The German POWs in Florida

When I visited the Museum of Florida History in Tallahassee several years ago, one of the exhibits that I found  most intriguing was a plain dark work shirt with the letters “PW”  on the back. It stood for “Prisoner of War”, and it told an interesting story that I had not heard before.


POW uniform shirt on display at the Museum of Florida History

During the first few years of World War Two, things did not go well for the Allies. The Nazis overran most of Europe, threatened to invade England, then pushed deep into Russia. Italian and German forces were entrenched in Northern Africa. Even when the US, with its massive manpower and armaments industry, entered the war, it took a long time before the Allies were in any position to begin fighting back.

But gradually the tide began to turn. American and British forces landed in North Africa and took on Rommel’s Panzers. This was followed by invasions of Sicily and Italy. And finally in June 1944 the Allies landed at Normandy and began fighting their way across Europe.

This in turn led to large numbers of German and Italian troops being captured as prisoners of war, and these increased as the war went on and began to go badly for the Axis. Some 378,000 German and Italian POWs were shipped to the United States, where they were confined in dozens of camps spread throughout 45 states.

About 10,000 of these, mostly German, ended up in Florida. Here there were two primary camps: Camp Blanding was located at the town of Starke, near Orlando, and Camp Johnston was established at Carrabelle, in the Panhandle.  Camp Blanding was the larger of the two, with some 7500 prisoners being held both in the main camp and in twenty smaller “branch camps” that were physically separate but were still run administratively by the authorities at Blanding. Camp Johnston had around 2500 POWs and three branch camps. Formed in 1943, Camp Blanding at first contained captured U-boat crews and Afrika Korps members who had surrendered in North Africa: when Camp Johnston was opened in early 1944, both camps were filled with captured and surrendered troops from Sicily and Italy, and then from France and Germany.

Unlike France or England, which had been devastated by bombing and invasion during the war, the United States mainland had never been directly attacked during the war, and so with its intact economy being one of the wealthiest in the world, the US was able to provide well for all of the prisoners it was holding. German and Italian prisoners being held in America were given lavish food and clothing (as good as that provided for the US servicemen who were guarding them), and were allowed to organize their own sports teams, school classes, and other activities inside the camps.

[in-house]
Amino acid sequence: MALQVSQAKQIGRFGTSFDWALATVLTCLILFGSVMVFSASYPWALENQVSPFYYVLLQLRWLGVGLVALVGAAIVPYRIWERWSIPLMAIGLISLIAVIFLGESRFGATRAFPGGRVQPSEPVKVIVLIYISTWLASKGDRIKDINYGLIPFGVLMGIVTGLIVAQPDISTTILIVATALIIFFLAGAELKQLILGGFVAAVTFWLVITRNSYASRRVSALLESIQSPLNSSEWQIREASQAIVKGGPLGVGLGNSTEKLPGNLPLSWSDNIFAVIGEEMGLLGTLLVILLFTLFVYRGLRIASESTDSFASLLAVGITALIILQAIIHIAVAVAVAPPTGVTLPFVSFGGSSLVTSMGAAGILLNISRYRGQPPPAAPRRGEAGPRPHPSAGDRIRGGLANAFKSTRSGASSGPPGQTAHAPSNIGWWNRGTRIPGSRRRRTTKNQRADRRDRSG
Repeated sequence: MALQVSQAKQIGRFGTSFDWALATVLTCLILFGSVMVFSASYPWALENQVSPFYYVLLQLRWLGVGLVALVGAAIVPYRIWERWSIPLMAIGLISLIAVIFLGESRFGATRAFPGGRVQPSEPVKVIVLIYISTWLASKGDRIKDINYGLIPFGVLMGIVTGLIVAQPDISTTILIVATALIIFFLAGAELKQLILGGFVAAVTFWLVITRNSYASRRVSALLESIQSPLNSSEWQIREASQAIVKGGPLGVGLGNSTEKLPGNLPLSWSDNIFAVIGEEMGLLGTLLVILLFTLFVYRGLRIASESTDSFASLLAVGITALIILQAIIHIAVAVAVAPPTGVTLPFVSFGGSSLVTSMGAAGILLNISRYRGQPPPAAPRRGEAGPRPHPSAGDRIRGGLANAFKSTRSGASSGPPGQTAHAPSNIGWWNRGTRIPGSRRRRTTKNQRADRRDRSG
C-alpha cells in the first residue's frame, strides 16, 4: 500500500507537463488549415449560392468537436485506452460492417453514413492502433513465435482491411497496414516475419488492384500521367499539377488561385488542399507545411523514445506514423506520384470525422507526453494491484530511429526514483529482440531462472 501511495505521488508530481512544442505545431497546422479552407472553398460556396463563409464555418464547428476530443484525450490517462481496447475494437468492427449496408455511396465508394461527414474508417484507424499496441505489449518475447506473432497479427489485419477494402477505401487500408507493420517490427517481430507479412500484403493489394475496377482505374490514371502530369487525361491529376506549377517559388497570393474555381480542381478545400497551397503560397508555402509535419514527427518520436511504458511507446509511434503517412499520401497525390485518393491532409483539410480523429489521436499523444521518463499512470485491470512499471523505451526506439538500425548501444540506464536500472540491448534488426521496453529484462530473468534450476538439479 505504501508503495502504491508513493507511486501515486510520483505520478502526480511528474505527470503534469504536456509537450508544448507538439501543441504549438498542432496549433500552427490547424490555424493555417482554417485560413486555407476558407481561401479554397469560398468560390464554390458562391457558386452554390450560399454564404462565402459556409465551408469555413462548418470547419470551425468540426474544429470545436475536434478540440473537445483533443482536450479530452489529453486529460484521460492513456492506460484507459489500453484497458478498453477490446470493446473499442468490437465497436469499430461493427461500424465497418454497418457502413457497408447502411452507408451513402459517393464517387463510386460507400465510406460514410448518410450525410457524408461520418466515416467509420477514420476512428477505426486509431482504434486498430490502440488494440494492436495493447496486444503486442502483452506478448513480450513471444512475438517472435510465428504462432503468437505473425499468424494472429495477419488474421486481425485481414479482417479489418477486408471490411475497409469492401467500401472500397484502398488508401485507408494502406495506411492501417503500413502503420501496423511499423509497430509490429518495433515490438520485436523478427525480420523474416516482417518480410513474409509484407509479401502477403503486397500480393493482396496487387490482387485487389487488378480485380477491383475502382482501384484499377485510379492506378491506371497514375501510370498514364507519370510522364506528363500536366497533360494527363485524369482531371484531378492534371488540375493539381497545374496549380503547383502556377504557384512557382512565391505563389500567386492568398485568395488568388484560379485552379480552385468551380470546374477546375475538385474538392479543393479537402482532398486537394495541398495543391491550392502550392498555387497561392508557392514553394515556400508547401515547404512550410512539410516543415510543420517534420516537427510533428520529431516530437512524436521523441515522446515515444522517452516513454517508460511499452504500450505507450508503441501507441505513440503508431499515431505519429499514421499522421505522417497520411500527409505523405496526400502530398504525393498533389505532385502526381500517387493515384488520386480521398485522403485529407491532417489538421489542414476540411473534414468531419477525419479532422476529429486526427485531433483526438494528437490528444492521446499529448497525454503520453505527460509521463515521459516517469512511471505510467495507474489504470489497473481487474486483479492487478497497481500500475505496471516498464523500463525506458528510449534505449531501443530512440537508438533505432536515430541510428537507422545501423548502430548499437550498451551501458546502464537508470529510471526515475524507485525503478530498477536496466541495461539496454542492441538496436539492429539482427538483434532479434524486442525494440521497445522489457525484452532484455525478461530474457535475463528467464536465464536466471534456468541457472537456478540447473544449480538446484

In many camps, the hardcore Nazis, especially the officers, tried to organize resistance through a strict code that punished fellow prisoners for “fraternizing” with the Americans. But for many of the German POWs, especially those non-ideological conscripts who had previously seen action in Russia—a brutally bitter campaign in which no quarter was given and where prisoners on both sides were routinely slaughtered—the good treatment they received at the hands of the Americans was a welcome godsend. The Americans, in turn, took advantage of those good feelings by sponsoring programs to “re-educate” the captured Germans in democratic government, the values of freedom and democracy, and the evils of nationalism, racism and militarism. This was often vehemently opposed by the Nazi officers and was controversial even among American officials, since the Geneva Conventions prohibited the act of attempting to ideologically indoctrinate enemy prisoners. But the American methods used in the POW camps later became the core of the “de-Nazification program” carried out in occupied Germany by the victorious Allies.

The Americans also used the POWs to help solve another difficulty that they faced. With so many able-bodied young men away fighting the war, the US faced a severe labor shortage. While the Geneva Conventions prohibited forced labor or utilizing POWs as workers in war-related industries, it allowed for prisoners to voluntarily work in non-military roles. So the Army began parceling out POWs to area farmers to pick citrus fruits, cut sugar cane, or chop pine trees for making wood pulp, pitch, turpentine and lumber. It not only gave the prisoners something to do to help fill their enforced idleness, but it brought them into prolonged direct contact with ordinary rural American life, which, the authorities hoped, would inculcate them with ideas of freedom and democracy and with images of American wealth and prosperity.

As a result, when these POWs were released after the war and returned to Germany, they brought with them a fondness for “America”, and a sense that the United States was a benevolent new partner. Some of the former POWs even returned to Florida after the war to live.